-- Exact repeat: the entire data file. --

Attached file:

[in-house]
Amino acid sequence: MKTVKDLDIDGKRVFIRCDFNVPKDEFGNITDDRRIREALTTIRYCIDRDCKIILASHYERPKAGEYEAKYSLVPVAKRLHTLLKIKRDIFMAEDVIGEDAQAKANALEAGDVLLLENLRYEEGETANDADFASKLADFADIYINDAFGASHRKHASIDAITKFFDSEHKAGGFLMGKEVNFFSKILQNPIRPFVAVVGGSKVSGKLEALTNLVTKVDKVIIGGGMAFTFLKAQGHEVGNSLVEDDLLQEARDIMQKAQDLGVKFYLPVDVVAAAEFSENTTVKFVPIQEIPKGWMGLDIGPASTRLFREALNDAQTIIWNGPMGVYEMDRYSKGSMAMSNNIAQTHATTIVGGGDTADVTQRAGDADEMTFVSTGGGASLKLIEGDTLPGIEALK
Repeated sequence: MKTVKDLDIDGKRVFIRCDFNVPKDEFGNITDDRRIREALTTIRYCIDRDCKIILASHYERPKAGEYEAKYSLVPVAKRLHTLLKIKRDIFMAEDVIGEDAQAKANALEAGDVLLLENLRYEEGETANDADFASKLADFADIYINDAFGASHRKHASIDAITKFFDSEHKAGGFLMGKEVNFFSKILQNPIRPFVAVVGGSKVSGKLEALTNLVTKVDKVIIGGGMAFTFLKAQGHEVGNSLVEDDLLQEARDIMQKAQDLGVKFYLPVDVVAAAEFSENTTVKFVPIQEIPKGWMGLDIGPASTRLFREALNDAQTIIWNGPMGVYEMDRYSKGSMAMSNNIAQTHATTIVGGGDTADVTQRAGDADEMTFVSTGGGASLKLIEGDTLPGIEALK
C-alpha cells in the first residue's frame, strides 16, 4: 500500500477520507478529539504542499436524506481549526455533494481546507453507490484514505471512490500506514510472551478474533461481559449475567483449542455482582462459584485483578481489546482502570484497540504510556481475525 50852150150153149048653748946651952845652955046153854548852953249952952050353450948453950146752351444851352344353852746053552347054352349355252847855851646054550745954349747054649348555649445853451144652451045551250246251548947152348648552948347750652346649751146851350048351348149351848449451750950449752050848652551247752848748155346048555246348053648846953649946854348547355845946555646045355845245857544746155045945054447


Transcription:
[in-house]
Amino acid sequence: MKTVKDLDIDGKRVFIRCDFNVPKDEFGNITDDRRIREALTTIRYCIDRDCKIILASHYERPKAGEYEAKYSLVPVAKRLHTLLKIKRDIFMAEDVIGEDAQAKANALEAGDVLLLENLRYEEGETANDADFASKLADFADIYINDAFGASHRKHASIDAITKFFDSEHKAGGFLMGKEVNFFSKILQNPIRPFVAVVGGSKVSGKLEALTNLVTKVDKVIIGGGMAFTFLKAQGHEVGNSLVEDDLLQEARDIMQKAQDLGVKFYLPVDVVAAAEFSENTTVKFVPIQEIPKGWMGLDIGPASTRLFREALNDAQTIIWNGPMGVYEMDRYSKGSMAMSNNIAQTHATTIVGGGDTADVTQRAGDADEMTFVSTGGGASLKLIEGDTLPGIEALK
Repeated sequence: MKTVKDLDIDGKRVFIRCDFNVPKDEFGNITDDRRIREALTTIRYCIDRDCKIILASHYERPKAGEYEAKYSLVPVAKRLHTLLKIKRDIFMAEDVIGEDAQAKANALEAGDVLLLENLRYEEGETANDADFASKLADFADIYINDAFGASHRKHASIDAITKFFDSEHKAGGFLMGKEVNFFSKILQNPIRPFVAVVGGSKVSGKLEALTNLVTKVDKVIIGGGMAFTFLKAQGHEVGNSLVEDDLLQEARDIMQKAQDLGVKFYLPVDVVAAAEFSENTTVKFVPIQEIPKGWMGLDIGPASTRLFREALNDAQTIIWNGPMGVYEMDRYSKGSMAMSNNIAQTHATTIVGGGDTADVTQRAGDADEMTFVSTGGGASLKLIEGDTLPGIEALK
C-alpha cells in the first residue's frame, strides 16, 4: 500500500477520507478529539504542499436524506481549526455533494481546507453507490484514505471512490500506514510472551478474533461481559449475567483449542455482582462459584485483578481489546482502570484497540504510556481475525 50852150150153149048653748946651952845652955046153854548852953249952952050353450948453950146752351444851352344353852746053552347054352349355252847855851646054550745954349747054649348555649445853451144652451045551250246251548947152348648552948347750652346649751146851350048351348149351848449451750950449752050848652551247752848748155346048555246348053648846953649946854348547355845946555646045355845245857544746155045945054447